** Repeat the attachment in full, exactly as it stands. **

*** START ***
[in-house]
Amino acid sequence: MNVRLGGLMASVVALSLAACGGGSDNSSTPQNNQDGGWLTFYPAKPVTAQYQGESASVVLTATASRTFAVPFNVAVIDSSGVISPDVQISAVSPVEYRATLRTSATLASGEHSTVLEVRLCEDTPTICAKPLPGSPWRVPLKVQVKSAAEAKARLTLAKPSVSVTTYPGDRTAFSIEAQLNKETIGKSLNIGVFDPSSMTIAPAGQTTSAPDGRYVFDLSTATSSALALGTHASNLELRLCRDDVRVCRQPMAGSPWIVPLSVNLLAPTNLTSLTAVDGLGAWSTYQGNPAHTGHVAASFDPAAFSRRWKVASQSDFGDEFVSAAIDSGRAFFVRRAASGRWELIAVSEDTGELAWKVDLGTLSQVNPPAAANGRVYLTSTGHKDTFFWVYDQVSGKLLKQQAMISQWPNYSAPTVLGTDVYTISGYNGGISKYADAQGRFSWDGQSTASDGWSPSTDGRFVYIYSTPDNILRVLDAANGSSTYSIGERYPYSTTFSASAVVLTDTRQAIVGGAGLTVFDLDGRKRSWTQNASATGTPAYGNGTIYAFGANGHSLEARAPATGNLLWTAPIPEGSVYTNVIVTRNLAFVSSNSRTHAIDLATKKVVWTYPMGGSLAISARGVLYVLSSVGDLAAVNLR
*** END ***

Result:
[in-house]
Amino acid sequence: MNVRLGGLMASVVALSLAACGGGSDNSSTPQNNQDGGWLTFYPAKPVTAQYQGESASVVLTATASRTFAVPFNVAVIDSSGVISPDVQISAVSPVEYRATLRTSATLASGEHSTVLEVRLCEDTPTICAKPLPGSPWRVPLKVQVKSAAEAKARLTLAKPSVSVTTYPGDRTAFSIEAQLNKETIGKSLNIGVFDPSSMTIAPAGQTTSAPDGRYVFDLSTATSSALALGTHASNLELRLCRDDVRVCRQPMAGSPWIVPLSVNLLAPTNLTSLTAVDGLGAWSTYQGNPAHTGHVAASFDPAAFSRRWKVASQSDFGDEFVSAAIDSGRAFFVRRAASGRWELIAVSEDTGELAWKVDLGTLSQVNPPAAANGRVYLTSTGHKDTFFWVYDQVSGKLLKQQAMISQWPNYSAPTVLGTDVYTISGYNGGISKYADAQGRFSWDGQSTASDGWSPSTDGRFVYIYSTPDNILRVLDAANGSSTYSIGERYPYSTTFSASAVVLTDTRQAIVGGAGLTVFDLDGRKRSWTQNASATGTPAYGNGTIYAFGANGHSLEARAPATGNLLWTAPIPEGSVYTNVIVTRNLAFVSSNSRTHAIDLATKKVVWTYPMGGSLAISARGVLYVLSSVGDLAAVNLR